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Dear Dr. Roach: I have been vegan for 15 years. I avoid sugar, limit salt and have no caffeine. Recently, a pharmacist told me that I will not get proper protein unless I add fish to my diet. However, long ago, my doctor told me that my vegan diet was good and that I should take vitamin B-12 daily. I have been doing that daily. What are your thoughts on adding fish?

– S.N.

A: I agree with your doctor. A vegan diet can be a very healthy one, and avoiding sugar in particular helps assure that it is. The issue of adequate protein is brought up frequently, but most Americans consume more than twice the recommended daily allowance of protein. Plant foods have plenty of protein, and you certainly do not need to eat fish in order to get adequate protein. I think fish can be a healthy part of a diet, but it is not necessary.

Pre-op testing

Dear Dr. Roach: I just wanted to respond to a recent letter from a patient complaining about extensive preoperative testing. I am a physician anesthesiologist and frequently work in the office where we prepare patients for future surgery. The writer was correct. It is frustrating to everyone when a patient in excellent shape and under close and regular observation by a competent physician needs to go through the pre-op evaluation process. Unfortunately, such a patient is in the minority, and we don't have a good way to identify them until they arrive in our office. The vast majority of patients are not in great shape, don't see a doctor routinely, can't recall most of their medical history, don't know what prescription drugs they take, are morbidly obese, have undiagnosed medical conditions or all of the above. Receiving anesthesia for surgery is very safe in the United States because we have worked very hard to make it so. We can all recall in years past, when someone was told they were "too old" or "too sick" for successful surgical outcomes. Generally, we can perform a safe anesthetic on most patients if we have all the necessary information to tailor the anesthetic to their individual needs. I can't tell you how many times I have found undiagnosed heart murmurs, ischemic heart disease and undiagnosed diabetes on a patient simply being evaluated prior to surgery. The current system is not perfect, but I implore your readers to appreciate that we live in a society where everyone demands the best care and the best outcome, regardless of how they may have abused or neglected their bodies for decades before they arrive in the operating room. We genuinely want the best for each patient. I consider it an honor and a privilege to care for my patients. If I were in this only for the money, I would have quit years ago.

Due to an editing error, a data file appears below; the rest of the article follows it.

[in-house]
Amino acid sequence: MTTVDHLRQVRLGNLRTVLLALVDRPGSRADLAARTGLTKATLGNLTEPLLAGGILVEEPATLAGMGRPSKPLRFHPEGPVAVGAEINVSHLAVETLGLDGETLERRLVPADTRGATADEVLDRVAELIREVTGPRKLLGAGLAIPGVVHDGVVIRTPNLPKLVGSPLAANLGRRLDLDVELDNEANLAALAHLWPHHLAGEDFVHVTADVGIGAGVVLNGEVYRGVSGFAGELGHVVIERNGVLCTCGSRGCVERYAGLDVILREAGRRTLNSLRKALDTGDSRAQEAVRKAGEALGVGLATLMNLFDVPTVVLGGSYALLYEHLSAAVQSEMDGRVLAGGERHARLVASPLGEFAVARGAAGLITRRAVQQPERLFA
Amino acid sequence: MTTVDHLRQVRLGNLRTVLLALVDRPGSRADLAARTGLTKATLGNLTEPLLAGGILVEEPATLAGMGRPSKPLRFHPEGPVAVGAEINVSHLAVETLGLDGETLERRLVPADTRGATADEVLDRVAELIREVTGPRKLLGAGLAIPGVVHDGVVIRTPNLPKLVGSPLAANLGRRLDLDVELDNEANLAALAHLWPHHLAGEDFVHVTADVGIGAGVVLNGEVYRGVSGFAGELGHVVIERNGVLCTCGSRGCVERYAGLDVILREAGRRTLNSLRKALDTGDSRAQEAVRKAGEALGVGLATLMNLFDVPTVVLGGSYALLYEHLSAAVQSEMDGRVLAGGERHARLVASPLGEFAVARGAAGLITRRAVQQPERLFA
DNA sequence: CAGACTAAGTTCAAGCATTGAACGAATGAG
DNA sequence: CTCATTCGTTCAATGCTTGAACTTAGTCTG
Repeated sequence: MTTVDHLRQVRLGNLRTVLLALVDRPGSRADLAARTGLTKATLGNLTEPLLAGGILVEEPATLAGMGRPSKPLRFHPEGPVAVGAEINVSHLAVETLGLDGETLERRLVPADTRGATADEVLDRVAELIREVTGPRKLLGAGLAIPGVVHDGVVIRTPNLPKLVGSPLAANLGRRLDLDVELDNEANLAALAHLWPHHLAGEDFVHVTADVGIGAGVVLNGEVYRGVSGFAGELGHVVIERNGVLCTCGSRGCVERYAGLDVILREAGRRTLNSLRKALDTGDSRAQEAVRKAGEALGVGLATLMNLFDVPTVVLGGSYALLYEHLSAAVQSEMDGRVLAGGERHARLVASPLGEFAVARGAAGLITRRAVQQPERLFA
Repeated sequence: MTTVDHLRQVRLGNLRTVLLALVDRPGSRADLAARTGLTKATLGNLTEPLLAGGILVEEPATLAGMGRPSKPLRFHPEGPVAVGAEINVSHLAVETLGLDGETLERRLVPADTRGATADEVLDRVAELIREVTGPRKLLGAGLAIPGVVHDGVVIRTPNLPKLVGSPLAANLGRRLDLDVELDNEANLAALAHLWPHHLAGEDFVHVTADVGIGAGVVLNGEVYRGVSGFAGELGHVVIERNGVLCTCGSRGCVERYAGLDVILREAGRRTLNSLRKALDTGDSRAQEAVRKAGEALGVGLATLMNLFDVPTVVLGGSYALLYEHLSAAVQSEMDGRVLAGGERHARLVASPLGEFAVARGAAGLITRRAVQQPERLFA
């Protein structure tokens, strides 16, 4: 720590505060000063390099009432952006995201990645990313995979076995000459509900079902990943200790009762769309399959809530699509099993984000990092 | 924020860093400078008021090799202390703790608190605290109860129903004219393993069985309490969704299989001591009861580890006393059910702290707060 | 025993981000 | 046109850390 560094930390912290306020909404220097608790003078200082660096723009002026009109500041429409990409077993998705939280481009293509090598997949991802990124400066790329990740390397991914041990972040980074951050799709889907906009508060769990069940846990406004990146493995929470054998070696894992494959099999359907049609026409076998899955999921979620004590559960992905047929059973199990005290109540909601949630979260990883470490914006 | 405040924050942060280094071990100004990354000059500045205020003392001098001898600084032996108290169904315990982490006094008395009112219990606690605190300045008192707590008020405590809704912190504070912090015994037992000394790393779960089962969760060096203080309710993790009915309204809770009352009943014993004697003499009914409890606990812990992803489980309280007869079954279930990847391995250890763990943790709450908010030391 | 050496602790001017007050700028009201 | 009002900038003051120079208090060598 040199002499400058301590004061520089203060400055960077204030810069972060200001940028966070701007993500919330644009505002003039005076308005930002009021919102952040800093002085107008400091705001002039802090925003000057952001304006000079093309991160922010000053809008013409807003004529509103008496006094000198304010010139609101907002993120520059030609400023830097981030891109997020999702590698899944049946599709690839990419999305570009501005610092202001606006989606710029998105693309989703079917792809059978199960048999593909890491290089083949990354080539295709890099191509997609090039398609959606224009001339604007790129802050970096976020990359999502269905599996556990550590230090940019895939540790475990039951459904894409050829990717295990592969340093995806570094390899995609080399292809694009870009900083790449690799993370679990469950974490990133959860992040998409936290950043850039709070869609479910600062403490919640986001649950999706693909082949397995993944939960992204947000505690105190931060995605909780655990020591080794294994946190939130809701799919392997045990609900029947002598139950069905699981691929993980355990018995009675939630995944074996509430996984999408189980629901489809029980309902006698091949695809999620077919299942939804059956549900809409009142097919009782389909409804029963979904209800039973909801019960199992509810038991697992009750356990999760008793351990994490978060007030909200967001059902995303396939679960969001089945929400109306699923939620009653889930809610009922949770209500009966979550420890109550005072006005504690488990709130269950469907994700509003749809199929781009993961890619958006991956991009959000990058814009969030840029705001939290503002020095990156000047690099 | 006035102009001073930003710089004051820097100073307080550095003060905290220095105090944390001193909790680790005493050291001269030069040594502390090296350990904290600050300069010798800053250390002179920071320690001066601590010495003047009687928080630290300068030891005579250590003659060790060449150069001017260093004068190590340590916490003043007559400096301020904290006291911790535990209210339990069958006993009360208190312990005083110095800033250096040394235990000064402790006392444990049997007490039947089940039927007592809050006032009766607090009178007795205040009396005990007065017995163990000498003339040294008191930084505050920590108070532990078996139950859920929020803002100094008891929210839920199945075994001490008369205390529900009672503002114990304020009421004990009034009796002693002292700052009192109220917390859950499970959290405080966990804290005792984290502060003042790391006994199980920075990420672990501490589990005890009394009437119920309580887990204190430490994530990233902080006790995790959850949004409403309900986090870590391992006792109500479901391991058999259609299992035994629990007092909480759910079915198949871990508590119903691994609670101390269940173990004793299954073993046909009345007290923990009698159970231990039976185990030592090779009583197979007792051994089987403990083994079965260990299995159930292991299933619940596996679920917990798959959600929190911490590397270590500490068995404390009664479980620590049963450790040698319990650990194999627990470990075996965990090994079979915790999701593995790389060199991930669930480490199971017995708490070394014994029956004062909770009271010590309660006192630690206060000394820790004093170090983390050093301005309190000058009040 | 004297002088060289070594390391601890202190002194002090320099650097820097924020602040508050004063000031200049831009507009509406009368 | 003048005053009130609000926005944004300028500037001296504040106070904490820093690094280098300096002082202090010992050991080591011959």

– Dr. Jane Caldwell

A: Thank you for writing and for reminding me that the patients I see, like the one who wrote in, are the ones who are at low risk for finding undiagnosed conditions during a pre-operative evaluation. I also appreciate the reminder that most physicians are motivated by far more than economics.

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Recurring vaginal infections are often troubling to women. The booklet on that topic explains them and their treatment. Readers can order a copy by writing: Dr. Roach, No. 1203, Box 536475, Orlando, FL 32853-6475. Enclose a check or money order (no cash) for $4.75 with the recipient's printed name and address. Please allow four weeks for delivery.

Dr. Keith Roach writes for North America Syndicate. Send letters to Box 536475, Orlando, FL 32853-6475 or email ToYourGoodHealth@med.cornell.edu.

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